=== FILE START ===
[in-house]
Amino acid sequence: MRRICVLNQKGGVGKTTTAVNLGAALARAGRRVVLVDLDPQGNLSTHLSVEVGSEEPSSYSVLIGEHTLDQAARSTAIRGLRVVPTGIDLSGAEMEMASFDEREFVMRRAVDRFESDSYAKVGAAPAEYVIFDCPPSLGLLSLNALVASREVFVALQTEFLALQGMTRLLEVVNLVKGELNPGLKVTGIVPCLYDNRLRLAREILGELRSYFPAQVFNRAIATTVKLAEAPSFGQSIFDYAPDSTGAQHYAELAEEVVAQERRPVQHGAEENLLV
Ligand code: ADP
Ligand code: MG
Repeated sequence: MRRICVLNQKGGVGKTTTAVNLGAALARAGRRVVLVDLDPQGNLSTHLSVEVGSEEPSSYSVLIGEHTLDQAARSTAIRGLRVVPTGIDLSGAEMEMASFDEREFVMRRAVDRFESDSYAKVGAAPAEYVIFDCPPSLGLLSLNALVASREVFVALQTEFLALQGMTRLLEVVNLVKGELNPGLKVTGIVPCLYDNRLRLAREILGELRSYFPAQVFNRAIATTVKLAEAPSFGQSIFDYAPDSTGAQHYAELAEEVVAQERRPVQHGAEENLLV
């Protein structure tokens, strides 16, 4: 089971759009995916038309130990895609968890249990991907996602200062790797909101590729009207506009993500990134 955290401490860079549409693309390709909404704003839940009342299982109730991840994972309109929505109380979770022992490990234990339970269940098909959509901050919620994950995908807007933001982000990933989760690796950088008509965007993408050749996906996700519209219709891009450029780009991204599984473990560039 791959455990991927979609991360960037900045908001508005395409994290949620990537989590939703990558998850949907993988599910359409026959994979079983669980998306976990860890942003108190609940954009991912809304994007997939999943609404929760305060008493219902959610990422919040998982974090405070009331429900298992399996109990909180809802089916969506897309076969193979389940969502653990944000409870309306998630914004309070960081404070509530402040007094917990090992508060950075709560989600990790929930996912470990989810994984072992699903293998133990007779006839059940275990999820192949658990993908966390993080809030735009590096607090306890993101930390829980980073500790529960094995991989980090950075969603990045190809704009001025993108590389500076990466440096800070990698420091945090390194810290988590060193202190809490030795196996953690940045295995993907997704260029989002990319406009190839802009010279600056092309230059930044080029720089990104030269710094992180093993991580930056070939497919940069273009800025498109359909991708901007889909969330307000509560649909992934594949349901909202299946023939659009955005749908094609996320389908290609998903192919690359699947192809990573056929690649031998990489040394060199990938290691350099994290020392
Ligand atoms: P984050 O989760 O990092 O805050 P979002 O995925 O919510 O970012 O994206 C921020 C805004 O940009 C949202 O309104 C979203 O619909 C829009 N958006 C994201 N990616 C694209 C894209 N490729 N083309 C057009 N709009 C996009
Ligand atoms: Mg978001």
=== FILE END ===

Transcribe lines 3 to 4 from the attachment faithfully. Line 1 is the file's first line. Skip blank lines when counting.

Ligand code: ADP
Ligand code: MG